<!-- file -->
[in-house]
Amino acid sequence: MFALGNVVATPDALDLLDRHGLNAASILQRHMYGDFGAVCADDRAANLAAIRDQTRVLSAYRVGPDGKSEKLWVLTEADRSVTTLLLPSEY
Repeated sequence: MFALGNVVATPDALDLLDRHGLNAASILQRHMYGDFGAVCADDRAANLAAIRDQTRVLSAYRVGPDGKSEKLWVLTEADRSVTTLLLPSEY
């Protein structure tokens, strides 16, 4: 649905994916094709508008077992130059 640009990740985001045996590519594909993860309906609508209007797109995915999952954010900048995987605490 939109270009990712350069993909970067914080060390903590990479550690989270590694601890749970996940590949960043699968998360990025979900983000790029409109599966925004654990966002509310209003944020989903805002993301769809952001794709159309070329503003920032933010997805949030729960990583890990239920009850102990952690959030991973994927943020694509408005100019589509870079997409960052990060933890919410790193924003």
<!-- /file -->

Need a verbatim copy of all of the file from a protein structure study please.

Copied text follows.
[in-house]
Amino acid sequence: MFALGNVVATPDALDLLDRHGLNAASILQRHMYGDFGAVCADDRAANLAAIRDQTRVLSAYRVGPDGKSEKLWVLTEADRSVTTLLLPSEY
Repeated sequence: MFALGNVVATPDALDLLDRHGLNAASILQRHMYGDFGAVCADDRAANLAAIRDQTRVLSAYRVGPDGKSEKLWVLTEADRSVTTLLLPSEY
């Protein structure tokens, strides 16, 4: 649905994916094709508008077992130059 640009990740985001045996590519594909993860309906609508209007797109995915999952954010900048995987605490 939109270009990712350069993909970067914080060390903590990479550690989270590694601890749970996940590949960043699968998360990025979900983000790029409109599966925004654990966002509310209003944020989903805002993301769809952001794709159309070329503003920032933010997805949030729960990583890990239920009850102990952690959030991973994927943020694509408005100019589509870079997409960052990060933890919410790193924003």